Woman who claimed home invasion found dead
Staff photo by Don Himsel
A New Hampshire State Police investigator walks past the shadows of waiting reporters and photographers outside the Bedford home Tuesday, January 8, 2013.
Staff photo by Don Himsel
A New Hampshire State Police investigator takes photographs outside the Bedford home Tuesday, January 8, 2013.
The home where last November Sonia Quesada and her husband Eduardo Quesada said they were attacked by an unknown man during a home invasion is seen Tuesday Jan. 8, 2013 in Bedford, N.H . Police said they found Sonia Quesada dead and Eduardo Quesada unconscious at a relative's home Monday when a family member called police asking them to check in on the couple. They had been staying at a Bedford condominium owned by Eduardo Quesada's mother following the Nov. 24 attack that left him severely beaten. (AP Photo/Jim Cole)
State police investigators leave the condominium Tuesday, Jan. 8, 2013 in Bedford, N.H. where they say they found Sonia Quesada dead and Eduardo Quesada unconscious Monday when a family member called police asking them to check in on the couple. Last November the couple said they were attacked in their upscale home by an unknown man during a home invasion. (AP Photo/Jim Cole)
Though Sonia Quesada was found dead and her husband unconscious only two months after the couple were beaten in their home, the Bedford police were being cautious yesterday not to link the two events.
The police found Quesada dead and Dr. Eduardo Quesada unconscious Monday after a family member called asking the police to check in on the couple. The couple had been staying at a Bedford condominium, owned by Eduardo Quesada’s mother, after the Nov. 24 attack that left him severely beaten.
The family member told the police that several attempts to contact the couple were unsuccessful and that both hadn’t shown up at appointments scheduled Monday morning. After trying unsuccessfully to reach them, the police got permission from family to force their way into the condo.
Eduardo Quesada, 52, an anesthesiologist with Amoskeag Anesthesia in Manchester, was hospitalized. His condition yesterday wasn’t immediately known. Quesada is affiliated with Elliot Hospital.
“There was no visible sign of trauma to either of the individuals,” police Chief John Bryfonski said. “There was a large amount – or what would be considered to be a large amount – of prescription medication that was found nearby.”
Bryfonski said the police found no sign of forced entry at the condo in the upscale 55-plus community known as The Mews. No one else was found inside the home; the couple’s 2-year-old daughter apparently was staying with relatives.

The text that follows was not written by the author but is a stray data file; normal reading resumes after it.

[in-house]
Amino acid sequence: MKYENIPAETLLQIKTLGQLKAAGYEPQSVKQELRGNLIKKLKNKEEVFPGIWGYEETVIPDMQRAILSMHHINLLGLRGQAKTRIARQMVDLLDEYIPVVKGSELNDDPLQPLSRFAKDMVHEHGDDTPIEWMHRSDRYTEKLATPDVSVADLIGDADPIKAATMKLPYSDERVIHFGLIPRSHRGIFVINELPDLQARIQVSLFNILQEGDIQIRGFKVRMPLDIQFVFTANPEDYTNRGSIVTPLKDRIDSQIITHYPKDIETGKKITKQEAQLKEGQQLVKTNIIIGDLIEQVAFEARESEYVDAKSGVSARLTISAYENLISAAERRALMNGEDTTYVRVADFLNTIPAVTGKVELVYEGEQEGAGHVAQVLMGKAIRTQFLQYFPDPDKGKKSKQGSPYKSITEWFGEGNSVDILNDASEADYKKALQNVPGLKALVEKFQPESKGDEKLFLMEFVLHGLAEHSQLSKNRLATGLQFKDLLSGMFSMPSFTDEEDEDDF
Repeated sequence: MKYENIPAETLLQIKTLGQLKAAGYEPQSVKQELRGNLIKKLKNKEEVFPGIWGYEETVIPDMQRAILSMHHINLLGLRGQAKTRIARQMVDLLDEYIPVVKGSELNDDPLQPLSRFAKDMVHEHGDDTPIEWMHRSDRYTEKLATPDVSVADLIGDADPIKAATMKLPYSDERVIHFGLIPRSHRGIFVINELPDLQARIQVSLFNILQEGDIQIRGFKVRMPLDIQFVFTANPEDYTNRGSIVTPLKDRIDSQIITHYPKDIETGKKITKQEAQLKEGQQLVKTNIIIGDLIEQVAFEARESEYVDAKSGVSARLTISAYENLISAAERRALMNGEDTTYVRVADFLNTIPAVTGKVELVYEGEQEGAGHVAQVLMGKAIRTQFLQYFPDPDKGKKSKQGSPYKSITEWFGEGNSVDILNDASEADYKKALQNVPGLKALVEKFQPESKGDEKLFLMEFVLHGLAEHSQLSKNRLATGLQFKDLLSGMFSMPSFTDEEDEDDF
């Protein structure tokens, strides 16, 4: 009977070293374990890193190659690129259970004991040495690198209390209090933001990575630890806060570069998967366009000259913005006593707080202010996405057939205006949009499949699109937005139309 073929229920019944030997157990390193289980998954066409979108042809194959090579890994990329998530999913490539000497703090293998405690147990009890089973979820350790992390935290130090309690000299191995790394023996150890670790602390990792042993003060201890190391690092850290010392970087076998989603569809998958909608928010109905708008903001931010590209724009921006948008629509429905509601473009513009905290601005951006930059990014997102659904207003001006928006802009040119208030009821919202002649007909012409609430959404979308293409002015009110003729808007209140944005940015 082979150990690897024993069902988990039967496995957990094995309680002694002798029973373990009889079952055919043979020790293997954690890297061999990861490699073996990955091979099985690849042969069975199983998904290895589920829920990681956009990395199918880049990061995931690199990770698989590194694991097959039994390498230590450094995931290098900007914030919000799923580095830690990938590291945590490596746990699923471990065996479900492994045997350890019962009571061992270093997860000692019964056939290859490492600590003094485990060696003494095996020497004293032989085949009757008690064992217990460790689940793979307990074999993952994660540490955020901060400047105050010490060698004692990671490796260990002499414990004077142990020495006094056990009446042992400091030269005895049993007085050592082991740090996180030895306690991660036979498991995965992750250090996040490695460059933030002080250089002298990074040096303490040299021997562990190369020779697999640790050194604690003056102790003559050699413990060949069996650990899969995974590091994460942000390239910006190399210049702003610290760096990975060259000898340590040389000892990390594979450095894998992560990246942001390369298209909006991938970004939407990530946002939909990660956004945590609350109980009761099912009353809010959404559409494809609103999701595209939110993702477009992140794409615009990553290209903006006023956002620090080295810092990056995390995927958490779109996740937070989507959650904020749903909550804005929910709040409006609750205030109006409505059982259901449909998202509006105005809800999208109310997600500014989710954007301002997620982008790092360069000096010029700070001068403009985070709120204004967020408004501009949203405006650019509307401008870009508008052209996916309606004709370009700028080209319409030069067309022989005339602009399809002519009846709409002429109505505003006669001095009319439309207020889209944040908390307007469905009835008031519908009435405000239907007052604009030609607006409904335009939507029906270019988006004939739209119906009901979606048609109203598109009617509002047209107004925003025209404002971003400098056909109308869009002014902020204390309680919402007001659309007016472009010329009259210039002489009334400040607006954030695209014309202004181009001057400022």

Bryfonski said the police had some limited conversation with Quesada on Monday before he was hospitalized. “We’re not prepared to talk about anything that he may have said,” the chief said.
Investigators remained silent – offering no briefings or new details. The police said they were treating the November attack and Monday’s discovery as “separate investigations.” Senior Assistant Attorney General Jane Young, who heads the criminal division, did not return calls seeking comment.
On Nov. 24, the police responded to the couple’s $1.1 million home after Sonia Quesada reportedly fled to a neighbor’s house and called 911. She said she and her husband had just entered their home when they were assaulted by a man wearing a ski mask and dark clothing. The police said the Quesadas suffered serious injuries. Authorities are still searching for the attacker.
Yesterday, The Mews condominium complex was besieged by media, which gathered near a state police crime van in the Quesada’s driveway, until nearby homeowners asked the police to ask journalists to leave.
Up until then, reporters could see crime scene technicians occasionally carry bagged items to the van. One investigator took a series of outside shots of the stand-alone home and several detectives came and went without comment.
Some residents of the sprawling complex of light pastel-colored homes said the investigation was unsettling but they felt none of the alarm or fear that followed the violent home invasion in their town involving the same couple.
“For an over-55 community that’s usually quiet, this is, like, really bizarre,” said resident Janice Bullock, who lives up the street but doesn’t know the Quesadas. “You see rescue trucks once in a while, but not this. I wish this would go away.”